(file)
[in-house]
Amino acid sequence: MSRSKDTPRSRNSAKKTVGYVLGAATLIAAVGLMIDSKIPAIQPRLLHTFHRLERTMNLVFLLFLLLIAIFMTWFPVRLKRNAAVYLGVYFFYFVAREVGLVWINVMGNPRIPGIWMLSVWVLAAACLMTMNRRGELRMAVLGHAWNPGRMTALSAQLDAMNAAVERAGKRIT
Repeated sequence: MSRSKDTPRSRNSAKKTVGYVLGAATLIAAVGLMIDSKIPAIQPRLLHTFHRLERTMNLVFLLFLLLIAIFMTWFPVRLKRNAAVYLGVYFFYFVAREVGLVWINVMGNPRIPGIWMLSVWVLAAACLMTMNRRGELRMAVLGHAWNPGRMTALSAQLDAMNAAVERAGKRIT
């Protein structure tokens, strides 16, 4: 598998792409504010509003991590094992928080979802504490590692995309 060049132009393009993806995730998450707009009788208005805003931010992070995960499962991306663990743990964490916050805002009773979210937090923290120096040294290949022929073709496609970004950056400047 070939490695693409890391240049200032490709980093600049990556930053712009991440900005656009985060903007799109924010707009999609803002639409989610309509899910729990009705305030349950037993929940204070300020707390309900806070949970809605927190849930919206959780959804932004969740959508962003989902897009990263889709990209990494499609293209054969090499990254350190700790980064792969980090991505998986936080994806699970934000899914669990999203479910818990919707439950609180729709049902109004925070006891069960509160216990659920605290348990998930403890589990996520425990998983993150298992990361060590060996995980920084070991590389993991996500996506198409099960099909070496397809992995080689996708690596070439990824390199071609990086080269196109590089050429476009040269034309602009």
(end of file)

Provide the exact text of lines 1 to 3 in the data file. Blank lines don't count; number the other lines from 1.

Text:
[in-house]
Amino acid sequence: MSRSKDTPRSRNSAKKTVGYVLGAATLIAAVGLMIDSKIPAIQPRLLHTFHRLERTMNLVFLLFLLLIAIFMTWFPVRLKRNAAVYLGVYFFYFVAREVGLVWINVMGNPRIPGIWMLSVWVLAAACLMTMNRRGELRMAVLGHAWNPGRMTALSAQLDAMNAAVERAGKRIT
Repeated sequence: MSRSKDTPRSRNSAKKTVGYVLGAATLIAAVGLMIDSKIPAIQPRLLHTFHRLERTMNLVFLLFLLLIAIFMTWFPVRLKRNAAVYLGVYFFYFVAREVGLVWINVMGNPRIPGIWMLSVWVLAAACLMTMNRRGELRMAVLGHAWNPGRMTALSAQLDAMNAAVERAGKRIT